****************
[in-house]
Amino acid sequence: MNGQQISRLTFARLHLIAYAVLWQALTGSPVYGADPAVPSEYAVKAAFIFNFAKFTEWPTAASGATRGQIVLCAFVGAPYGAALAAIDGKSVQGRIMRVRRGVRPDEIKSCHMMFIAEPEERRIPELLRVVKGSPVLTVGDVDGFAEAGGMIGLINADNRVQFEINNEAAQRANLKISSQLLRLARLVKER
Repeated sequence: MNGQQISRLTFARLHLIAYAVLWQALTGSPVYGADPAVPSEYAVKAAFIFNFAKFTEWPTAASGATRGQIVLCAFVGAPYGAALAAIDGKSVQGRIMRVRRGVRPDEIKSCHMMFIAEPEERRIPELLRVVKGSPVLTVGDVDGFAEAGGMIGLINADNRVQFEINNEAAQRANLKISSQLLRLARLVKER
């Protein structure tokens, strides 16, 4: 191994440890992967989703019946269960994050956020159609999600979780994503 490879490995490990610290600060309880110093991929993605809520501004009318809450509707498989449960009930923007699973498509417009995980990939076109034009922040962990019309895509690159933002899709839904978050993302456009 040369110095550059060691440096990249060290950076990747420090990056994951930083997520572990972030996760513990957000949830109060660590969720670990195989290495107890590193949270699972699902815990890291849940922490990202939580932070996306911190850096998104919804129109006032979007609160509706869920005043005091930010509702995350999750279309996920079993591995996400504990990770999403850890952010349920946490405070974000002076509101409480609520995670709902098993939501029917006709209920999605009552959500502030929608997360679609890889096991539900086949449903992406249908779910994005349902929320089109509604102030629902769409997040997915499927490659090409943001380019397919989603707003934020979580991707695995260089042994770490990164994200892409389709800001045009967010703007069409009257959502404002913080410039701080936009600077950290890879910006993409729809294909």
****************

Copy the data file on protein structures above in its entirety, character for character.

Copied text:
[in-house]
Amino acid sequence: MNGQQISRLTFARLHLIAYAVLWQALTGSPVYGADPAVPSEYAVKAAFIFNFAKFTEWPTAASGATRGQIVLCAFVGAPYGAALAAIDGKSVQGRIMRVRRGVRPDEIKSCHMMFIAEPEERRIPELLRVVKGSPVLTVGDVDGFAEAGGMIGLINADNRVQFEINNEAAQRANLKISSQLLRLARLVKER
Repeated sequence: MNGQQISRLTFARLHLIAYAVLWQALTGSPVYGADPAVPSEYAVKAAFIFNFAKFTEWPTAASGATRGQIVLCAFVGAPYGAALAAIDGKSVQGRIMRVRRGVRPDEIKSCHMMFIAEPEERRIPELLRVVKGSPVLTVGDVDGFAEAGGMIGLINADNRVQFEINNEAAQRANLKISSQLLRLARLVKER
């Protein structure tokens, strides 16, 4: 191994440890992967989703019946269960994050956020159609999600979780994503 490879490995490990610290600060309880110093991929993605809520501004009318809450509707498989449960009930923007699973498509417009995980990939076109034009922040962990019309895509690159933002899709839904978050993302456009 040369110095550059060691440096990249060290950076990747420090990056994951930083997520572990972030996760513990957000949830109060660590969720670990195989290495107890590193949270699972699902815990890291849940922490990202939580932070996306911190850096998104919804129109006032979007609160509706869920005043005091930010509702995350999750279309996920079993591995996400504990990770999403850890952010349920946490405070974000002076509101409480609520995670709902098993939501029917006709209920999605009552959500502030929608997360679609890889096991539900086949449903992406249908779910994005349902929320089109509604102030629902769409997040997915499927490659090409943001380019397919989603707003934020979580991707695995260089042994770490990164994200892409389709800001045009967010703007069409009257959502404002913080410039701080936009600077950290890879910006993409729809294909």